I lowered the heat and went up to the bighouse to check my email. I had missed the hearty breakfast I needed and had eaten instead two cinnamon rolls and coffee. That had burned off before I even thought about going out to perform chores in the fifteen degree windchill. It was supposed to warm up a little so I would just wait on it some. I checked my email again. Responded to one or two.
It’s cold here. I later in the evening talked to a Canadian writer who will perform cat and looking after houses duties in my absence and she said the cold didn’t bother her until it got below zero but she was saying that in my living room with coat all the way buttoned up and toboggan still pulled low over her ears. I’m just saying.
Back at the caretaker’s cottage I checked the potatoes, thought they looked a little unpleasantly translucent like they do when you try to pan fry them raw, and went back outside. I rearranged the myriad garage objects and tossed several bags of garbage into the back of the truck and then went back inside. I checked the heat on the potatoes, stood staring at Miss December on the Stihl calendar just to the left of the stove top and thought how she didn’t look cold, and went out and started up the truck.
I got that windshield fixed the other day, after a year of driving with spider web diffusion right up in my face. The crack was caused by a hurricane that had land fallen at New Orleans and then traveled 999 miles (first dropping the hurricane tag, then the tropical storm tag, to become simply a storm named Isobel) to reach my trucked parked under an American chestnut tree in Virginia. The sixty mile per hour wind propelled chestnut projectile had caused the spider webbing dead center drivers side and I had momentarily thought it a bad omen but drove cross country to the American ghetto a couple of times over the next year to debunk that myth. And like you think New Orleans is the only place Lagniappe happens the local Rappahannock mechanic also fixed the electric passenger side window without charge or for that matter without telling me he had done it.
I drove over to Rock Mills to the dump, off loaded, and then drove back to the house. I tossed the potatoes a bit and went back outside. I backed the truck halfway into the garage and took off the camper shell, leaned it up in the back corner. Back inside the potatoes were looking a little forgotten so I turned up the heat and gave them a light chopping with the spatula.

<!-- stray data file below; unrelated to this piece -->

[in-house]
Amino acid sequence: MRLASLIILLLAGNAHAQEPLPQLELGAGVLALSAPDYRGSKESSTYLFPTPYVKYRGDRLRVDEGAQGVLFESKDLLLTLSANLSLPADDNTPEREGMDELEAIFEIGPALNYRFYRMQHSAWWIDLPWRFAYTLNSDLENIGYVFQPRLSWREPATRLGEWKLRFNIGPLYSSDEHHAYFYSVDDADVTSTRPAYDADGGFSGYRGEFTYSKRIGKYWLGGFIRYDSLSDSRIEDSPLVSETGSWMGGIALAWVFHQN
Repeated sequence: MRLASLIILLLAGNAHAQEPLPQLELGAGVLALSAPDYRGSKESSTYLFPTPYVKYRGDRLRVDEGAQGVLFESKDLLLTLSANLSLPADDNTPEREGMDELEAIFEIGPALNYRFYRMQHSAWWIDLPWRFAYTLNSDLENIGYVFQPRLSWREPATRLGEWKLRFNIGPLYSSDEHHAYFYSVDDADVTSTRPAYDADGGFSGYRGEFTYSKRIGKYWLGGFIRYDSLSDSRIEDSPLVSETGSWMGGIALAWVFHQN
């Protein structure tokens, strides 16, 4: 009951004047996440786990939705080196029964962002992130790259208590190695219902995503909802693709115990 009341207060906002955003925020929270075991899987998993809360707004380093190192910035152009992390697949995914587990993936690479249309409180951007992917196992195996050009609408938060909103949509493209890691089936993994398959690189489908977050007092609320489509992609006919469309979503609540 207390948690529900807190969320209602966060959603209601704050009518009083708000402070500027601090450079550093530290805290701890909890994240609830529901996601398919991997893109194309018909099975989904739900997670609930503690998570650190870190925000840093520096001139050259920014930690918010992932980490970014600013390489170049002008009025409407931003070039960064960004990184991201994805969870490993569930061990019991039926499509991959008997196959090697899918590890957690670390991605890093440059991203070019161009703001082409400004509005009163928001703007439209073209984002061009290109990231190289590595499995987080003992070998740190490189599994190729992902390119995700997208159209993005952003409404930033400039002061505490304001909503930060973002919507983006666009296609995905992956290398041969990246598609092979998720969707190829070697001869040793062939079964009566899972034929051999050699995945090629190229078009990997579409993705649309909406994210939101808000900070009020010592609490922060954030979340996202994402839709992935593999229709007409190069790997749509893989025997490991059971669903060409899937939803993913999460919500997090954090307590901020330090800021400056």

I drove into town to check the PO Box but got blocked at the end of the driveway by SF. We got out of our vehicles and shook hands.
“Did your friend get that bush hog blade off?”
“Oh, yes, and she wanted me to tell you thanks a lot for the advice, you know, its good to have somebody who’s done it before…”
“Yeah, of course...did she sharpen it?
“Not yet, and we’re going south in a few days so she probably won’t get to it before we get back.”
“Do you have it here with you?”
“Well, I did yesterday, but I don’t now.”
“If you want, if you leave it up the shed while you’re gone, I could sharpen it for you.”
“That’s a nice offer, I don’t know, she may want to do it herself so she knows how, but maybe you doing it once would give her the look of it and that would be good, so, I’ll ask her.”
“Well yeah, just leave it in the shed back there…”
This went on for a good while. I was starting to worry about those potatoes. Forgive the cliché but real men don’t worry about potatoes. SF told me his son’s girlfriend was having another baby. I know the son. I can mess with him a little. And I can’t resist corn pone humor. I said,